Cannabis testing labs all across the country have an open secret that cannabinoid potency results can vary from lab to lab, and that higher potency results can essentially be bought if you know which lab is inflating results. An independent investigation of laboratories by Jamie Toth recently demonstrated this phenomenon . Now, California is seeking to enact new standardization for cannabis potency testing to curtail bad actors that are inflating results . However, this well-intentioned regulation could create big problems for bad actors and upstanding laboratories alike.
How Cannabis Testing Labs Cheat
With prices of cannabis sinking, producers are depending on higher potency results that typically dictate higher prices for cannabis flower. This problematic pricing model has become standard and neglects the value of quality versus potency while encouraging potency result cheating. As part of Jamie Toth’s independent investigation of potency result inflation, she reviews the main ways potency data can be manipulated to yield higher results . These include:
- Using moisture content to alter the potency result and/or calculating moisture loss differently (dry versus wet weight)
- Spiking the sample with cannabinoids
- Sampling in a manner that is not representative of the entire batch or entirely swapping sample material with another material that will give higher results
- Using a standard that gives higher results
- Intentionally mis-calibrating equipment to yield higher results
- Using incorrect sample weights
California’s New Proposed Cannabis Testing Legislation
The new testing regulations proposed in California include a standard operating procedure (SOP) that all laboratories would be required to follow . This SOP mandates labs to use specific methods for calibration, analysis, and sample extraction.
Josh Wurzer, Ph.D., COO of SC Labs, shared his concerns about the new proposed regulations saying, “Creating a single method for testing cannabinoids will not address the issues of lab shopping and the inflation of THC values by some labs. Further, this move to standardized testing methodology will make it difficult for the rest of us to develop tests that are more efficient and more innovative. … Although we’ve been asking the DCC to address these issues for some time, a one size fits all approach is not the answer and will compromise consumer safety through the inaccurate labeling of products. If you are requiring labs to use a standardized testing method, the method needs to accurately measure cannabinoid levels in all types of sample from flowers to infused products. Reputable labs have spent years developing and refining their methods to accurately quantify cannabinoids in a diverse set of sample types.”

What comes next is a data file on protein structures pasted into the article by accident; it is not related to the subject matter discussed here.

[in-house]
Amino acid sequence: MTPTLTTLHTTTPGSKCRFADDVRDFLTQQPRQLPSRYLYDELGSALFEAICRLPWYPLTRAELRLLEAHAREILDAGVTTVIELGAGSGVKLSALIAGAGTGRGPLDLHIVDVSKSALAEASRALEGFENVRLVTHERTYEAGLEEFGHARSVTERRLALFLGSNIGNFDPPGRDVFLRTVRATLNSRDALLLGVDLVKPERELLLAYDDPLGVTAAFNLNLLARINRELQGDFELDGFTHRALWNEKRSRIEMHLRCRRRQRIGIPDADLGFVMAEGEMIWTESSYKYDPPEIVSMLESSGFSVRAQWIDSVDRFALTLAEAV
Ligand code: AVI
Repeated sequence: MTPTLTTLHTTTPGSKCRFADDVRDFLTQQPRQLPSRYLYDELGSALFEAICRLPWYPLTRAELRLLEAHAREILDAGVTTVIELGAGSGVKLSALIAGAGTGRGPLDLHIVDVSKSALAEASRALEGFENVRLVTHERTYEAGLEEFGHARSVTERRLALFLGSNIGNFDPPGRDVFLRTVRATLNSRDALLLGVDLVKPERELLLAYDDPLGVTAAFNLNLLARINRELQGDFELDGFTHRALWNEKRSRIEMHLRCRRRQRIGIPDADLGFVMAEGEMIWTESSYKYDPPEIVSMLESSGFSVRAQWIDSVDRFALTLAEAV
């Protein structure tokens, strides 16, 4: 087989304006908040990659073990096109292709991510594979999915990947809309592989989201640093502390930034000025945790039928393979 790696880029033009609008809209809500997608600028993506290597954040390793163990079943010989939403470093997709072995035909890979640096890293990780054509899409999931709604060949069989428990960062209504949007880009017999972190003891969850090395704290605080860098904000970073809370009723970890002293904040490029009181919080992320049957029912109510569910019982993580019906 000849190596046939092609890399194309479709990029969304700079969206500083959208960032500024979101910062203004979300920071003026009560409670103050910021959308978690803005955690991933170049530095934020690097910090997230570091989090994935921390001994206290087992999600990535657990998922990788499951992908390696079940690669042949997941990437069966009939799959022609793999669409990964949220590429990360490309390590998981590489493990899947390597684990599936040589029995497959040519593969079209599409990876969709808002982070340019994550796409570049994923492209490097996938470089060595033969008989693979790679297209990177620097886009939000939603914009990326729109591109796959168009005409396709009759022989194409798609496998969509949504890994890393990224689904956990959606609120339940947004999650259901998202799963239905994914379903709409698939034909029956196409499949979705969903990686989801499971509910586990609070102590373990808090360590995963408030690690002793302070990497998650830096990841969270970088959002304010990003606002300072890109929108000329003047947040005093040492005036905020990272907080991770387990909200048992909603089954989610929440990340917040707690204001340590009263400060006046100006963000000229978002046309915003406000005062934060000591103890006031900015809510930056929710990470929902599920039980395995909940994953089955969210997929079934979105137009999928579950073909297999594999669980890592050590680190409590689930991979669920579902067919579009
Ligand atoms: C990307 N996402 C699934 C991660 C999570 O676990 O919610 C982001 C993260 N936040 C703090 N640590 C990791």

Per the proposed SOP, all samples must be extracted using methanol or an 80/20 mix of methanol and acetonitrile. However, these solvents are not ideal for extracting cannabinoids from matrices like edibles, lotions, and drinks. Those matrices are very different from cannabis flower and may be more accurately extracted with solvents like tetrahydrofuran (THF) with the addition of QuEChERS (a salt mixture) that removes excess water and separates out fats and oils from the cannabinoid fraction which is analyzed. Also, the required quantity of solvent used is more than some labs have found necessary.
Alternatives to New Regulation
Instead of mandating a single method for all testing laboratories, there are some other ways California could stop bad actors. These include using secret shoppers, regularly auditing testing results and laboratory facilities, and performing analyses to audit and verify accuracy of results. If an independent investigator like Jamie Toth can pick out which labs are inflating results through these methods, then surely the Department of Cannabis Control (DCC) could do the same. A one-size-fits-all approach to cannabinoid testing doesn’t account for variables such as standard availability, product compositions that are not able to be extracted in methanol or acetonitrile, lab environment variables, and the different equipment laboratories use. Currently, the regulation is in its public comment period so there is still hope that these concerns will be addressed in the final legislation.
1- California Proposes New Cannabis Lab Testing Regulations. JD Supra. JD Supra. Published 2022. Accessed August 7, 2022. https://www.jdsupra.com/legalnews/california-proposes-new-cannabis-lab-8962971/
2- Department of Cannabis Control California Code of Regulations Title 4. Accessed August 7, 2022. https://cannabis.ca.gov/wp-content/uploads/sites/2/2022/06/DCC_Cannabinoids-Test-Method_Text_CD.pdf
3- Toth J. 8 Ways Corrupt Cannabis Labs Cheat The Numbers (and You). Medium. Published June 20, 2022. Accessed August 7, 2022. https://medium.com/cannabis-explorations/8-ways-corrupt-cannabis-labs-cheat-the-numbers-and-you-bc552dd360b7
4- Toth J. The Corruption of Trust in Oregon’s Cannabis Labs – Cannabis Explorations – Medium. Medium. Published February 4, 2022. Accessed August 7, 2022. https://medium.com/cannabis-explorations/the-corruption-of-trust-in-oregons-cannabis-labs-890b0ff3a4c4
Image: https://www.pexels.com/photo/person-holding-laboratory-flask-2280571/ by Chokniti Khongchum via Pexels